Tuesday, July 28, 2009 | 8:21 p.m.
Second possible museum site
- New council members wary of $21 million gift for Henderson museum (7-1-2009)
- Henderson science center board accepts city’s $21 million gift (6-24-2009)
- Henderson narrowly OKs $21 million for museum (6-9-2009)
- Vote to spend millions on museum expected Tuesday (6-7-2009)
- Group pursuing Henderson museum has its first meeting (4-30-2009)
- Space & Science Center preparing for blastoff (3-26-2009)
- From high desert to high culture (3-25-2009)
- Henderson's museum plan assumes rebound (3-15-2009)
- Science museum vision to become clearer (3-9-2009)
- Museum in Henderson a step closer to reality (3-2-2009)
- City adopts plan for new museum (2-23-2009)
Tonight’s meeting of the Henderson Space and Science Center Advisory Board began with the revelation that the city is looking at a second possible site for the center in downtown Henderson.
The volunteer board is tasked with planning, fundraising and building the estimated $63 million project.
At present, the center is planned to go on 160 acres of city-owned land on Galleria Drive east of U.S. 95, but grading and water-level challenges the site may pose have prompted the city to draw up a Plan B.
Former Henderson Mayor James B. Gibson, who is the chairman of the advisory board, said he has been advised that the city plans to evaluate a privately owned site on the northwest corner of Lake Mead Parkway and Water Street, within the new Lake Mead Commons commercial center.
Mayor Andy Hafen, addressing the board, told the board that the Galleria site remains the city’s preference, as long as it can be prepared for development at a reasonable cost.
“I still think that the majority of the council feels that this 160 acres is where this museum – that’s what I’ll call it – needs to go,” Hafen told the advisory board.
Long-term, the plan Henderson has adopted calls for much of the 160 acres to be sold to private developers for residential and commercial development, to recoup any investment the city makes into the site and the space center.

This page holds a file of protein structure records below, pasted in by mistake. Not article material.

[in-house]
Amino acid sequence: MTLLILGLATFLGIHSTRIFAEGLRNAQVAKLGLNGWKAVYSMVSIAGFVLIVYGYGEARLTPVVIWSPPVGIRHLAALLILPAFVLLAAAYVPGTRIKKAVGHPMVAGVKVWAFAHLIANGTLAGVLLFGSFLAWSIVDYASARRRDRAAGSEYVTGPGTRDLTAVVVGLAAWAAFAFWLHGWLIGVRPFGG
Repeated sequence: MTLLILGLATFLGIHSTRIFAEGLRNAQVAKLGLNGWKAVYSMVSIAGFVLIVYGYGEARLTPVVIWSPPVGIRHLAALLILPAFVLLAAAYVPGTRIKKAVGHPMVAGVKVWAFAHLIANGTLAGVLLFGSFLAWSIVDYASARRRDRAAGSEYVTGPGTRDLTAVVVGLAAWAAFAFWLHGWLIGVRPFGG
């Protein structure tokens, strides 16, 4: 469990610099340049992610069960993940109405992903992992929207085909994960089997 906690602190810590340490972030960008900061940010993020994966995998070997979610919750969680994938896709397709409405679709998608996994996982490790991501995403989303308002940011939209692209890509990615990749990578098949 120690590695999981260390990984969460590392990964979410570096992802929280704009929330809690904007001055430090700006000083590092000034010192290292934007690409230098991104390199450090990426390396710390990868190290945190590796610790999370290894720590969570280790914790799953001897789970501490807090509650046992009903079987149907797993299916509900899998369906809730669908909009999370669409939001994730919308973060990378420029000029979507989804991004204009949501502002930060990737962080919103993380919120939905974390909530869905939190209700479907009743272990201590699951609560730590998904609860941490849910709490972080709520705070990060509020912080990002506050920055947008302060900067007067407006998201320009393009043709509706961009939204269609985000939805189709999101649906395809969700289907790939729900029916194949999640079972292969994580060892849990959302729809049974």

Rob Brisendine, operations manager for the Henderson Department of Cultural Arts and Tourism, said extensive engineering studies of the Galleria site and a market analysis comparing the two locations will have to be conducted before any final decisions are made.
Gibson said when all is said and done, he anticipates being able to proceed with the Galleria site.
“I really don’t know how much analysis has gone into the idea,” he said. “I think it will bear itself out over time. I think it’s important, at this time, that we stick to our goal. There’s really no reason to limit ourselves.”
Hafen said Henderson’s Public Works Department has been directed to proceed with its evaluations of the Galleria site, which include looking at grading challenges and a varying water table that rises to the surface in some spots. The city is also working with consultants on a comprehensive map of the site and a tentative infrastructure plan and design standards for project’s first phase, which would include the space and science center.
If the board finds it necessary to do a market analysis to compare the two sites, it will have to alter the tentative first-year budget that it approved tonight for submittal to the Henderson City Council.
The $234,000 proposed budget will be funded by the interest Henderson collects on the $25.3 million that it has in its land fund — $21 million of which was gifted to the advisory board in Gibson’s final meeting on the City Council but subsequently retained by Hafen and the current council.
Addressing the board tonight, Hafen re-emphasized that the city will only spend the money in the event of an emergency. Otherwise, it will be given to the board when the board is ready to use it.
“I feel very strongly about this concept,” Hafen said. “We’re behind it 100 percent, and there’s no two ways about it. When we build this thing – and we will build it – the money will be there for the board.”
The biggest expense in the $234,000 proposed budget is $80,000 for consultant Ray Shubinski, an experienced museum consultant who board members credit as the guiding hand to the city’s efforts. Shubinksi, who collects $50 an hour and no benefits for the work he does for the city, is expected to transition to an identical contract with the advisory board when his city contract ends next month.
“We were extremely fortunate to get somebody of Ray’s caliber for that rate and, fortunately, he’s willing to continue working under those terms,” Brisendine said.
Other expenses outlined in the budget are: $3,000 for professional dues, $10,000 for board development, $15,000 for research and travel, $12,000 for Web design, $10,000 for educational outreach, $10,000 for printing, $40,000 for marketing, $4,000 for insurance and $50,000 for consultants.
The budget is expected to go before the Henderson City Council on Aug. 18 for approval.